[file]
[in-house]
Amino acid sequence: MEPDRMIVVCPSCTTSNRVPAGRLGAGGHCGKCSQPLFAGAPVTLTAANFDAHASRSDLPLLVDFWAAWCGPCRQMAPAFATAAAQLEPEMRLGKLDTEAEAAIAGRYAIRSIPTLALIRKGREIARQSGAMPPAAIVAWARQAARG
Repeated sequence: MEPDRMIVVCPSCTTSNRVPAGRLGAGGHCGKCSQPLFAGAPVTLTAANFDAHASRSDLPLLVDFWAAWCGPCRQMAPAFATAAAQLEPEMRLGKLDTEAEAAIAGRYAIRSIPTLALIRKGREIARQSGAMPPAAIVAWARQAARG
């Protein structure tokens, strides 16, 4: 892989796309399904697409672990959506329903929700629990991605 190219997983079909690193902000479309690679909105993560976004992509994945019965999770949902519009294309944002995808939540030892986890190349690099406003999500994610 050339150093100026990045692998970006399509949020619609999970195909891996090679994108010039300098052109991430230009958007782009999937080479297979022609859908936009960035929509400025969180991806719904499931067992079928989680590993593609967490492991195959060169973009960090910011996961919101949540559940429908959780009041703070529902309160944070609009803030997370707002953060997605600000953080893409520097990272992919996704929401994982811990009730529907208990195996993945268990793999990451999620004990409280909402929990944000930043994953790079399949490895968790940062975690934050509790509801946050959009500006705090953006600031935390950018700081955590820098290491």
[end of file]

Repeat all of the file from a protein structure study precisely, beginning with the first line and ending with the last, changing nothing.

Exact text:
[in-house]
Amino acid sequence: MEPDRMIVVCPSCTTSNRVPAGRLGAGGHCGKCSQPLFAGAPVTLTAANFDAHASRSDLPLLVDFWAAWCGPCRQMAPAFATAAAQLEPEMRLGKLDTEAEAAIAGRYAIRSIPTLALIRKGREIARQSGAMPPAAIVAWARQAARG
Repeated sequence: MEPDRMIVVCPSCTTSNRVPAGRLGAGGHCGKCSQPLFAGAPVTLTAANFDAHASRSDLPLLVDFWAAWCGPCRQMAPAFATAAAQLEPEMRLGKLDTEAEAAIAGRYAIRSIPTLALIRKGREIARQSGAMPPAAIVAWARQAARG
């Protein structure tokens, strides 16, 4: 892989796309399904697409672990959506329903929700629990991605 190219997983079909690193902000479309690679909105993560976004992509994945019965999770949902519009294309944002995808939540030892986890190349690099406003999500994610 050339150093100026990045692998970006399509949020619609999970195909891996090679994108010039300098052109991430230009958007782009999937080479297979022609859908936009960035929509400025969180991806719904499931067992079928989680590993593609967490492991195959060169973009960090910011996961919101949540559940429908959780009041703070529902309160944070609009803030997370707002953060997605600000953080893409520097990272992919996704929401994982811990009730529907208990195996993945268990793999990451999620004990409280909402929990944000930043994953790079399949490895968790940062975690934050509790509801946050959009500006705090953006600031935390950018700081955590820098290491």